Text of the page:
General shooting-wise, the camera benefits from a fast-ish 8fps continuous stills shooting speed (with autofocus enabled), handy for capturing fleeting moments and moving subjects, and an overhauled hybrid autofocus system that, to this regular user of the far pricier Fujifilm X-Pro2, feels pleasingly quicker and more accurate.

Connectivity is also worth a mention. You get a/b/g Wi-Fi, Bluetooth Low Energy, a 3.5mm microphone jack (so videographers can plug in a shotgun mic for high-quality audio in seconds), a micro HDMI output, and a USB-C port (which supports charging) – a strong haul for a cheaper model.

Image quality: Colour me goodd

A lot of stills photographers love Fujifilm’s X series cameras for their “colour science” – the way images look straight out of the camera.

Thanks to its film simulation modes, the X-T200 produces impactful, sharp and punchy shots without the need for endless RAW tweaking (although you’re certainly able to do that should you wish).

That said, all the sample shots we’ve posted here are taken with the standard Provia film setting, and we think they show the camera has a capacity for natural-looking colours and subtlety too.

Low light shooting isn’t really what the X-T200 is built for (and the included kit lens isn’t designed for night-time work either), but the wide ISO range means you can grab some very usable and not-too-grainy results after dark.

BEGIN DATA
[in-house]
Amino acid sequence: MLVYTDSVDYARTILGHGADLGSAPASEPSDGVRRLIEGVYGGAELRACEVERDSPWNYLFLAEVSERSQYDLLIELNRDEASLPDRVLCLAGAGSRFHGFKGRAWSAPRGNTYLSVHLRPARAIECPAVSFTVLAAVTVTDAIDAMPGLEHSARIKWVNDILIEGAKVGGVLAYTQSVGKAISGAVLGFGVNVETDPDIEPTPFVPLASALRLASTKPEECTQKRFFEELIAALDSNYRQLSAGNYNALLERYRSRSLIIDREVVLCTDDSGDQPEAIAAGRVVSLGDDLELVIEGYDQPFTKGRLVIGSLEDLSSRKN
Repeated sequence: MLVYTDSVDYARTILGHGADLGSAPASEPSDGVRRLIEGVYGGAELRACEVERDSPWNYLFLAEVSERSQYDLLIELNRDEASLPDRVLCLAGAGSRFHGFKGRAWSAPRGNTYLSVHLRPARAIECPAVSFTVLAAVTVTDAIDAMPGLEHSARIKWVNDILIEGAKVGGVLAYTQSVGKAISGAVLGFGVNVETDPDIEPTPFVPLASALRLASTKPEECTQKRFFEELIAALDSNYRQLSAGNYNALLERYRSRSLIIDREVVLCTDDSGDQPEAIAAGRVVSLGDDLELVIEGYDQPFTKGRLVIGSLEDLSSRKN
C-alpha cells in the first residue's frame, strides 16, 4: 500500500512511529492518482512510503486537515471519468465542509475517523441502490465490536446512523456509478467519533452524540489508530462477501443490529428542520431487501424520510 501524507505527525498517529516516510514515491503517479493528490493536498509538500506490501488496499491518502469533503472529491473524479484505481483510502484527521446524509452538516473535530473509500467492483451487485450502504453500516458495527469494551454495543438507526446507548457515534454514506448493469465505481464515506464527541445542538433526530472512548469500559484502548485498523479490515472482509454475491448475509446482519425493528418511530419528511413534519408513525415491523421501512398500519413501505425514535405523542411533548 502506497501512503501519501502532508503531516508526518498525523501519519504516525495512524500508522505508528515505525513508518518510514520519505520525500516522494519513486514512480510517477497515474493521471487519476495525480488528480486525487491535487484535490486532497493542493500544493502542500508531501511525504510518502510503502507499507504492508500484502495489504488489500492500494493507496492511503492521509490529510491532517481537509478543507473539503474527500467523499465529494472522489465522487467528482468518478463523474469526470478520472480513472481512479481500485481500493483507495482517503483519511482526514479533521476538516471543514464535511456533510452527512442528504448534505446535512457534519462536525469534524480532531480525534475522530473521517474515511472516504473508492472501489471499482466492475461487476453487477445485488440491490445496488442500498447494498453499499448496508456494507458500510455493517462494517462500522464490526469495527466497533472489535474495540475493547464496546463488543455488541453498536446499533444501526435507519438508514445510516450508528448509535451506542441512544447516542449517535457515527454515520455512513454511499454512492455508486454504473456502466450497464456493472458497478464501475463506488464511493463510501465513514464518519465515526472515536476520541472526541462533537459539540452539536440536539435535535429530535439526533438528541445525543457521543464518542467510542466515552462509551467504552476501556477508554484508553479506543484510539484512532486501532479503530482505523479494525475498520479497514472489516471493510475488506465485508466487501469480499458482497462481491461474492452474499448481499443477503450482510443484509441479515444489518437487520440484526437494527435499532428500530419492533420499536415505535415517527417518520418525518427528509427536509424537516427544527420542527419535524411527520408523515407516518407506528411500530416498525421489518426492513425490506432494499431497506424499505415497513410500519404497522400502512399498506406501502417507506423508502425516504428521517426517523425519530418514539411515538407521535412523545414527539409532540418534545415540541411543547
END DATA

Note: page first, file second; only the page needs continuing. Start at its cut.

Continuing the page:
4K video looks great here: super sharp with superb colour clarity. It’s limited to 30fps, but that’s to be expected in anything in this price bracket. Dial down to 1080p and you can shoot at a smoother 60fps frame rate (and up to 120fps in the dedicated slo-mo/high speed mode) while retaining a decent amount of sharpness and clarity.

This Full HD footage probably won’t blow your socks off when viewed back on a large 4K screen, but for vlogging and general clip filming it’s more than adequate.

Fujifilm X-T200 image samples

Fujifilm X-T200 verdict

The X-T200 doesn’t really do anything we haven’t seen before in other cameras, but as a package for £750 it feels like a winner. Who needs bleeding edge innovation when you’ve got great-looking photos and pin-sharp 4K videos from a compact, lightweight and eminently flexible and easy-to-use camera that won’t break the bank?

If you’re upgrading from an older system camera or looking to make the leap from compact or mobile photography to something a bit more involved, the X-T200 might just be the ideal investment.

Tech Specs 
Sensor
24.2MP APS-C CMOS
Lens mount
Fujifilm X mount system
ISO range
100 to 51200 (extended)
Continuous shooting speed
8fps
Video recording
4K at up to 30fps, 1080p at up to 120fps
Screen
3.5in variangle TFT touchscreen
Viewfinder
0.39in OLED
Connectivity
Wi-Fi, Bluetooth, USB-C, micro HDMI, 3.5mm mic
Dimensions
121 x 83.7 x 55.1mm
Weight
370g (inc. battery and memory card)
Stuff says... 

Fujifilm X-T200 review

A fantastic all-rounder at an accessible price
£749
Good Stuff 
Great stills quality
Sharp 4K video
Lightweight and compact
Bad Stuff 
Underwhelming digital gimbal